Jodie Foster's first Oscar nomination came at just 14 years old for her work in Martin Scorsese's Taxi Driver. Now 61, the two-time Academy Award winner is sharing some wisdom with Elle magazine.
"I went through a period where I was like, 'Wow, I had these goals about writing and directing, and I didn't meet any of them.' And I couldn’t stop feeling like a terrible failure," Foster admits.
"And now I feel like I have fewer goals in film than I've ever had, and I'm happier than I’ve ever been," she declares.
Foster can be seen in Netflix's Nyad, playing Bonnie Stoll, the coach to Annette Bening's Diana Nyad.
"[T]here's something amazing about acting in my sixties and supporting other people," Foster says. "I think I enjoy it more than anything I've ever done."
Having started out so young, Jodie says she can't help but have a "soft spot" for other actresses. "I find myself reaching out to girls who could be my daughters and saying, 'Wait a minute, you keep doing dumb things on publicity tours. What's going on with you? ... Who's letting you do that? And where's your mom?'"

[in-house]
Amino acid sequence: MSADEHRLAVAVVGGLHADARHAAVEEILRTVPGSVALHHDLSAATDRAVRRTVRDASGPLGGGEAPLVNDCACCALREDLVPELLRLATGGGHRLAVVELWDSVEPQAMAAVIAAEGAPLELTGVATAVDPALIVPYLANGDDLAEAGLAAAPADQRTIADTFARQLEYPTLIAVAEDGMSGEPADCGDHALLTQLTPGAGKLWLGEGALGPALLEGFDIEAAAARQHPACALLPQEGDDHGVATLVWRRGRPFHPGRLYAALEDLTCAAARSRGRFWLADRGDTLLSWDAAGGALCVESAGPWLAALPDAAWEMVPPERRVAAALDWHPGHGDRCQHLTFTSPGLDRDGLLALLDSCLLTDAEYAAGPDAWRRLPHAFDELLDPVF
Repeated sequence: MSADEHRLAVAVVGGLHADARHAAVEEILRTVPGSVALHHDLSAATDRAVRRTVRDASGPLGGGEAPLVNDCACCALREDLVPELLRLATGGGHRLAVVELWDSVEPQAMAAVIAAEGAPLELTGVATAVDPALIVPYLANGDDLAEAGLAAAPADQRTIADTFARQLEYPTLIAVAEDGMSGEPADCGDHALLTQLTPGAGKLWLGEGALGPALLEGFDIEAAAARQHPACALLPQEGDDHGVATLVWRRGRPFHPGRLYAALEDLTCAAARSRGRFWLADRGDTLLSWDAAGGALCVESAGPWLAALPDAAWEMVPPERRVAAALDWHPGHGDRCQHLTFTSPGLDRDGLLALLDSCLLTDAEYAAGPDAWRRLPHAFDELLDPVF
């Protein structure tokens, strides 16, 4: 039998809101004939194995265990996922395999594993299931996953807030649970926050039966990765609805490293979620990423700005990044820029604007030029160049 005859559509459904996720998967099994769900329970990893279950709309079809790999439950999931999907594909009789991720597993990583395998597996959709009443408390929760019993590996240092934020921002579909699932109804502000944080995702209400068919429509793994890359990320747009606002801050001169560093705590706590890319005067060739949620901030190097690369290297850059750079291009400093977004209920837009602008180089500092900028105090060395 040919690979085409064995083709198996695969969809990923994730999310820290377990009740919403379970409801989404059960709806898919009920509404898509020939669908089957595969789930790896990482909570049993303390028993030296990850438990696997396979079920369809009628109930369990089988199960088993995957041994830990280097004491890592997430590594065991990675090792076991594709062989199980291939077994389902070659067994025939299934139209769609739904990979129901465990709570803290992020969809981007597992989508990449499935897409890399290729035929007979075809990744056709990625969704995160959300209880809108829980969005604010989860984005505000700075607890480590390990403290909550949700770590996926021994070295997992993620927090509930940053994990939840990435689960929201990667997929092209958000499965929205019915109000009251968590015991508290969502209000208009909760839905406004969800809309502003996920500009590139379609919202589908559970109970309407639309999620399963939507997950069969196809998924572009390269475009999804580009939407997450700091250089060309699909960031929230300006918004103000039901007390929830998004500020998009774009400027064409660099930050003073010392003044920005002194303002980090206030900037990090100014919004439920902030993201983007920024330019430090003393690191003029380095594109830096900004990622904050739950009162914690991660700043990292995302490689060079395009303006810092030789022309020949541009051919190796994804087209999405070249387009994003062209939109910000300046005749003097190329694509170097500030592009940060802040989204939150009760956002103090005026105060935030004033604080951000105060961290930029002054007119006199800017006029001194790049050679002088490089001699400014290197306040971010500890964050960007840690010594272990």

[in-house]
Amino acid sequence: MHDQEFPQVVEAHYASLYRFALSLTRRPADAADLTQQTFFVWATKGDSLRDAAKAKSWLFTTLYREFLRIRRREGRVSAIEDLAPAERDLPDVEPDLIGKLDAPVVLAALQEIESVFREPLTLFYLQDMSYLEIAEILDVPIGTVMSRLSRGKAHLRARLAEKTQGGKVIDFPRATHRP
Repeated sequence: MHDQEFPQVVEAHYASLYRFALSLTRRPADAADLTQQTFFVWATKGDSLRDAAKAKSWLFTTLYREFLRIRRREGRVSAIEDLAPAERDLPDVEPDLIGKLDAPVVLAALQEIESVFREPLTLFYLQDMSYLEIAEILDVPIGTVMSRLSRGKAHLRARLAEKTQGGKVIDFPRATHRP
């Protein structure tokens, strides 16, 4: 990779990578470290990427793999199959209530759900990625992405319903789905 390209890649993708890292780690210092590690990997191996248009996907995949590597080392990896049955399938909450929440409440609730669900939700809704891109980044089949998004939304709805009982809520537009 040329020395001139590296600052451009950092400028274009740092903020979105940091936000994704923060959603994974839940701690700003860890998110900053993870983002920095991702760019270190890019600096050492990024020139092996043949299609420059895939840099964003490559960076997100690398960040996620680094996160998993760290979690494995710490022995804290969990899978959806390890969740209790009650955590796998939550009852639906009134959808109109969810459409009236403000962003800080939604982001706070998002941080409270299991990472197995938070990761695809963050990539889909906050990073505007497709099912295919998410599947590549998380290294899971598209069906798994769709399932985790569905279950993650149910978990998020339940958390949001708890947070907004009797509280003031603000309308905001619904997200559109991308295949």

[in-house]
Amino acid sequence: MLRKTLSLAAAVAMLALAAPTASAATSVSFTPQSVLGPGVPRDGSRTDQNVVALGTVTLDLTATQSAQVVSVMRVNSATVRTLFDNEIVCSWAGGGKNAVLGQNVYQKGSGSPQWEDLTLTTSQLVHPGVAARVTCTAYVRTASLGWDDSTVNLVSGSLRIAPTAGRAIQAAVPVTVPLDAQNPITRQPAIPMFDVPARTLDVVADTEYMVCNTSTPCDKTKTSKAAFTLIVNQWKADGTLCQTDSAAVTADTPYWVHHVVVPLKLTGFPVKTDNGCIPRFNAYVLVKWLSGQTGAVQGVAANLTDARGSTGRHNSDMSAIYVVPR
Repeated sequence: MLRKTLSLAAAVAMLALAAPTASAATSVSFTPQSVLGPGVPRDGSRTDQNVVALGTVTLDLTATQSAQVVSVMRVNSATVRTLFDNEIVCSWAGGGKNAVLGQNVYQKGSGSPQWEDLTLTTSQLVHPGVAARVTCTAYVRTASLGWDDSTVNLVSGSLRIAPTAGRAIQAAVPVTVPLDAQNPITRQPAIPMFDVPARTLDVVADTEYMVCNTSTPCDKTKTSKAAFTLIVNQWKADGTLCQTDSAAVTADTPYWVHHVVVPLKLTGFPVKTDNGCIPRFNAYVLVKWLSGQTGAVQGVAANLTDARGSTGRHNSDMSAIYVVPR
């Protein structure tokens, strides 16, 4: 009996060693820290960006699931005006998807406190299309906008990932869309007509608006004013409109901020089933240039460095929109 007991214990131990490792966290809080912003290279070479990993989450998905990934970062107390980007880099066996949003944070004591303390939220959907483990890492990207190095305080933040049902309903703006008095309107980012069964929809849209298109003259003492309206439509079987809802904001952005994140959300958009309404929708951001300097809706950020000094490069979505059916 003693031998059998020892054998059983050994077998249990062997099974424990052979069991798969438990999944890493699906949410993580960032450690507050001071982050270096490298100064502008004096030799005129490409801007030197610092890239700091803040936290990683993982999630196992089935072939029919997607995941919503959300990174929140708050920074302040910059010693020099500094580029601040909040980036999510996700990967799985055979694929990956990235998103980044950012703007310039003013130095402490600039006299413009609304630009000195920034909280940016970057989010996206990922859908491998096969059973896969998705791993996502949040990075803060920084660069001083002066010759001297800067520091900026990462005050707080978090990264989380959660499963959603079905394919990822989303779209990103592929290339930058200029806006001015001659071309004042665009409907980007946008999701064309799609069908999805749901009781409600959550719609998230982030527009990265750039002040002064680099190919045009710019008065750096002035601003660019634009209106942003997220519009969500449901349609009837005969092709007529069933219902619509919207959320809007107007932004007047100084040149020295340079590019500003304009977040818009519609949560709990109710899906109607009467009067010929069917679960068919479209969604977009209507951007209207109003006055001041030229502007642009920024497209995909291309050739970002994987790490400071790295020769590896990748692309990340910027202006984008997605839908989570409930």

She continues, "I just don't know how they survive without some mother around the way I had a mom around. To be able to say, 'You’re overexposed,' or ... 'You can go away for two years and have a life and come back and there will be work for you. Yeah, maybe it won't be in some franchise, but what do you care? This is your life.'"
Foster also calls the superhero genre "a phase that’s lasted a little too long for me."
"The good ones — like Iron Man, Black Panther, The Matrix — I marvel at those movies ... but ... those movies don't change my life," Foster continues.